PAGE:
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It isn’t pretty, but Joe Harris and Yildiray Cinar do what they have to do to wrap up the convoluted mess of a plot that Fury of Firestorm: the Nuclear Men has built up over the past year. It doesn’t go as far to actually salvage what could have been a great book, but it does open the door to the possibility that something interesting could still be done with Jason Rusch and Ronnie Raymond.
In my previous review, I said what Harris really needed to do with this book was to clear the deck of the ridiculous assortment of Firestorms that the series had gathered up. I’m sure Ethan Van Sciver and Cinar had fun design and drawing them up, but they were a horrible drag on the story. Their presence drowned out the core concept of Jason and Ronnie as the stars. They reduced the very concept of Firestorm into something that could be mass produced. With all of the Lantern Corps in one of DC’s most popular franchises, the last thing the universe needed was a Firestorm Corps.
Well, Harris fixes that.
Like I said, it’s not pretty. Nor is it particularly satisfying. But the board does get cleared of the Firestorm Corps. Don’t get me wrong. Tying Firestorm into a variation on nuclear proliferation was a clever idea. Nationalistic, carbon copies of Firestorm just was not the greatest way to go about it.
It probably goes without saying that this was not a fantastic conclusion to the story the series had been building up for months. To be honest, I long ago lost track of what the story here was even supposed to be. There are FIrestorms everywhere. Pozhar has gone into full megalomaniac mode for whatever reason. I don’t know. But Harris wraps it all up neatly as though he was mandated to, which I expect he was. Harris goes all Scorched Earth on the plot here, burning away everything he can of the ongoing plot in order to reset Jason and Ronnie’s status quo.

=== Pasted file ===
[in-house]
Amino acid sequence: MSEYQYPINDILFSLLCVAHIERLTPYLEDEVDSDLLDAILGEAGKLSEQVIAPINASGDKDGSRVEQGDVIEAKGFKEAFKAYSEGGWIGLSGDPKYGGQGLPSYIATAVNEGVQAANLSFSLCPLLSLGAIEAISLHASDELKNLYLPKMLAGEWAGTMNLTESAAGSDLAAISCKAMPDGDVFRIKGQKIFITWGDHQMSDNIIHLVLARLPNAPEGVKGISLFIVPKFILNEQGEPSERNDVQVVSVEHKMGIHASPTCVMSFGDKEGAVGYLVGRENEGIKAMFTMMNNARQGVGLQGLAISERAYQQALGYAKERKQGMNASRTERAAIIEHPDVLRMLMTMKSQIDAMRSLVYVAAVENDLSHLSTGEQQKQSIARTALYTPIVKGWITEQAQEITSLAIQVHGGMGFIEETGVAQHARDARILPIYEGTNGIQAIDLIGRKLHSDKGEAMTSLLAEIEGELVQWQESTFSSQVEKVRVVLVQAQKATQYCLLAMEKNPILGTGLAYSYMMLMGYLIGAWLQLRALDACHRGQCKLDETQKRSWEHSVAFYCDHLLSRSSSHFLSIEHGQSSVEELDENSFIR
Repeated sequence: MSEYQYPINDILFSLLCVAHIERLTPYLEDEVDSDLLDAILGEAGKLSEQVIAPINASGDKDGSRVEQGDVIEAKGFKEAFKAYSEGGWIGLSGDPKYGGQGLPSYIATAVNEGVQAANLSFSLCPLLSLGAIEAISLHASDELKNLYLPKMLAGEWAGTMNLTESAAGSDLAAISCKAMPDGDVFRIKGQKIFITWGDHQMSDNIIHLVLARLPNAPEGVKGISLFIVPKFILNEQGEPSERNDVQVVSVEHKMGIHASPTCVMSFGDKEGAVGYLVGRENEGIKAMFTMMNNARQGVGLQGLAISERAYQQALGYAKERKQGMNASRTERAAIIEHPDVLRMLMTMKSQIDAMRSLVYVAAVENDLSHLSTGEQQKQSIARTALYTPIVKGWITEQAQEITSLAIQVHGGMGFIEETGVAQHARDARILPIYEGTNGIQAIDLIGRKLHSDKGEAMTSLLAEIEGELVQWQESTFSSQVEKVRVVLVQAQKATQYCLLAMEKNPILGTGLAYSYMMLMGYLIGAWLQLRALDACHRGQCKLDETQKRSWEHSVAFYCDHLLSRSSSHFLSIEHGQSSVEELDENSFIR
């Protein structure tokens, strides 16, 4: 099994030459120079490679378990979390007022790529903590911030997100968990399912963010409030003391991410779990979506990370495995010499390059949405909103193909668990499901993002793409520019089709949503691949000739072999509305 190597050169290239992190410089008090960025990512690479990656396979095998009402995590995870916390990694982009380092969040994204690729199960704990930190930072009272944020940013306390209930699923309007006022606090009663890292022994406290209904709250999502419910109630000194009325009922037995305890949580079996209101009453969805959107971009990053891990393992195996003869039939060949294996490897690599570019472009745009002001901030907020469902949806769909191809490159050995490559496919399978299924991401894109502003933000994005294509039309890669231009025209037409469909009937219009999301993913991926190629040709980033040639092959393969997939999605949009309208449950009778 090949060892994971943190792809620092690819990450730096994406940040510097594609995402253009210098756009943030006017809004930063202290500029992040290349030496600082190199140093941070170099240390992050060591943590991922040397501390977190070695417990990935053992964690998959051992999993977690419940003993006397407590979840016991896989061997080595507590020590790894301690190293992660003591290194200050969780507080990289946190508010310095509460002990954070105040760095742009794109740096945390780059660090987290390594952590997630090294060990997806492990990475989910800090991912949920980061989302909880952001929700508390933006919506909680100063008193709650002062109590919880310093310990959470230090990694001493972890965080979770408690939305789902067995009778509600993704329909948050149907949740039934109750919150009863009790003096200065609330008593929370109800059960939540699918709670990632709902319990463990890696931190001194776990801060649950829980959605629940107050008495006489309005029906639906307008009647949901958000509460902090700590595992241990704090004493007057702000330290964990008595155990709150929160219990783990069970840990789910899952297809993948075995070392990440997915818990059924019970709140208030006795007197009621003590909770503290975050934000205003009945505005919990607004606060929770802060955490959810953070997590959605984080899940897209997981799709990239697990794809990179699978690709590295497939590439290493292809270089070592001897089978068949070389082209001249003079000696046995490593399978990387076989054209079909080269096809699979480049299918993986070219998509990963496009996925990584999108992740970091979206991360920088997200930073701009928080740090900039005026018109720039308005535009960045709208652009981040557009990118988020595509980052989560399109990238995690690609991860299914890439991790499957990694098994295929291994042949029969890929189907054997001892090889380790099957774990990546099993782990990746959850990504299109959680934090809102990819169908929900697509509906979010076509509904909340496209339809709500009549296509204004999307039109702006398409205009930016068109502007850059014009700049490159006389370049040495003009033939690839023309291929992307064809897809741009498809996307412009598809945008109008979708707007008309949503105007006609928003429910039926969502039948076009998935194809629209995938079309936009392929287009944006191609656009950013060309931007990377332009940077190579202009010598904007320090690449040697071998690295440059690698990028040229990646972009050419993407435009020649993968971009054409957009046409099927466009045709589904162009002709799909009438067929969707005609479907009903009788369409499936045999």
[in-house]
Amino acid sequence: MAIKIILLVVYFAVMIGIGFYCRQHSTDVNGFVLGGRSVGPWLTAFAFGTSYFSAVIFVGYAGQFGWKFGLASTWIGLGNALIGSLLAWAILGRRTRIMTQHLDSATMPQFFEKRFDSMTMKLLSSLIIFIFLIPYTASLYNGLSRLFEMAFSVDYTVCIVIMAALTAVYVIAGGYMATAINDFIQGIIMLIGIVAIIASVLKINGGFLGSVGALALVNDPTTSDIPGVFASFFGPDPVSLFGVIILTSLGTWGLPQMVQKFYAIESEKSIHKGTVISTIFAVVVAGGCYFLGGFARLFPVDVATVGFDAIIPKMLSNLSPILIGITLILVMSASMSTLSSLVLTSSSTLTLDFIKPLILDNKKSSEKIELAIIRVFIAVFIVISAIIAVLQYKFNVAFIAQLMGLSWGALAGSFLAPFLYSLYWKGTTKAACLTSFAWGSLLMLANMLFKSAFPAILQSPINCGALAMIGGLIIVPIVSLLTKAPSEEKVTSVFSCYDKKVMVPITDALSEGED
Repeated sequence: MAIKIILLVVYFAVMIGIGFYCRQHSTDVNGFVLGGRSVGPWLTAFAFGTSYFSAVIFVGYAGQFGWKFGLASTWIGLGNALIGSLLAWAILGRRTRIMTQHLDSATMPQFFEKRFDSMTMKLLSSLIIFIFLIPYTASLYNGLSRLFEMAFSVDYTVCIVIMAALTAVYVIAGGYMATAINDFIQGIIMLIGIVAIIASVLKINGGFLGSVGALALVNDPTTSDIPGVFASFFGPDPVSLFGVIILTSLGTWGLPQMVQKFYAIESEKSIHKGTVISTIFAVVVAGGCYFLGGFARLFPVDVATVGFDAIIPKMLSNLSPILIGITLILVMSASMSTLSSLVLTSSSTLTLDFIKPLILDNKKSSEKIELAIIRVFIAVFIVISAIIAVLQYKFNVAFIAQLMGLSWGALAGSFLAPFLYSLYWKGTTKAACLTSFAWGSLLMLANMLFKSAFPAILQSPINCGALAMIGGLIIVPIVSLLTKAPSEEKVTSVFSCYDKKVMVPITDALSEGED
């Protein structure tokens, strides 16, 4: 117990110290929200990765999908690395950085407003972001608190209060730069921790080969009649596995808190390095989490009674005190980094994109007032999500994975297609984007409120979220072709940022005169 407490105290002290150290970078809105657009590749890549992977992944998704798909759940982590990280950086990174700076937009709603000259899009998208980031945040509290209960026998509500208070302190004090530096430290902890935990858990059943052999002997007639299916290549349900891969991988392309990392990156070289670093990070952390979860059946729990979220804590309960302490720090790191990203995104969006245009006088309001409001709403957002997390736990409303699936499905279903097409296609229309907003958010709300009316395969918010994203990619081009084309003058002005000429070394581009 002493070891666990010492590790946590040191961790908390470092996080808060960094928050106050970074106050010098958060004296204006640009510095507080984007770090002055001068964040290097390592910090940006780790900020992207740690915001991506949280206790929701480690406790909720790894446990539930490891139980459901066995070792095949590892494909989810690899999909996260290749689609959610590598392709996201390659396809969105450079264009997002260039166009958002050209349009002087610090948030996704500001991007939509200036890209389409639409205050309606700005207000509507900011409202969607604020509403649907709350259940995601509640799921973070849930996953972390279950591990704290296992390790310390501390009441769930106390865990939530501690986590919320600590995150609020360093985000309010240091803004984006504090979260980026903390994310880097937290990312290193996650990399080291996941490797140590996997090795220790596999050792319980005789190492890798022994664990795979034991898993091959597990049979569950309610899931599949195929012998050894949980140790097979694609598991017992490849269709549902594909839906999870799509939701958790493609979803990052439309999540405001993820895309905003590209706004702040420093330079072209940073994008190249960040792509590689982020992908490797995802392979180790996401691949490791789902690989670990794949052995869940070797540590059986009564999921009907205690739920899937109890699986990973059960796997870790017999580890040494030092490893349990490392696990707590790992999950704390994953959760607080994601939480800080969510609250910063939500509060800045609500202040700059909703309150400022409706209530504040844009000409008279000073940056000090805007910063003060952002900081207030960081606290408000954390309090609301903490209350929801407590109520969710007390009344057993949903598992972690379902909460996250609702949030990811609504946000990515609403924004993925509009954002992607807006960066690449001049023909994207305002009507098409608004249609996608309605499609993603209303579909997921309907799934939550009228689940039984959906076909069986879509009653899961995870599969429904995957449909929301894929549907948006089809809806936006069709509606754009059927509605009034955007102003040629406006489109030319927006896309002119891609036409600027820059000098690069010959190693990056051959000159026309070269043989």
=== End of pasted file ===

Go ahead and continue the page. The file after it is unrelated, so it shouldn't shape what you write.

It’s pretty painfully obvious that this was not the intended end for the story. Pozhar was clearly meant to be a far more complex character than the one-note power-mad maniac he ends up here as. Zither too clearly had layers to her character, but we do not get to see under the surface for her either. We never did follow up on the Hyena’s mercenary unit and the very obvious setup for a new Killer Frost. So yeah, there is a very clear disconnect between what was happening at the beginning of this series and where the story ends up here.
Probably the best, most consistent thing about this series has been Cinar’s art, which continue their good quality in this issue. The man’s a damn good superhero artist. It’s as simple as that. His time on this book is coming to an end, and DC would be wise to line him up for another of their books.
It seems that Harris will be writing next month’s #0 issue, and that he and Cinar will then be the latest creators to leave this series. It sounds like the issue will be an aftermath issue that tries to set up the next run, which will be by Dan Jurgens. Am I optimistic? Not really. I’ve liked some of what Jurgens has done in the past, but his track record with the New 52 thus far has not been promising at all. Green Arrow and Justice League International? Ouch. Plus, it will take a lot of work and good ideas to pick this book up out of the hole it has dug into.
So basically, there’s really no reason to read this issue. Its whole purpose is to mercifully end the nigh disaster of a story it has been spinning for months now. Chances are that no one will be looking to follow up on any of it. I have no doubt that Fury of Firestorm: the Nuclear Men falls in the same company as Static Shock, Grifter, Voodoo, Savage Hawkman and all of the other titles that have suffered behind the scenes between creators and editorial. Eventually, we’ll probably get some interesting interviews or tweets about what happened here. We know the basics already. Another series that had some momentum thanks to Brightest Day got ran into the ground within a year.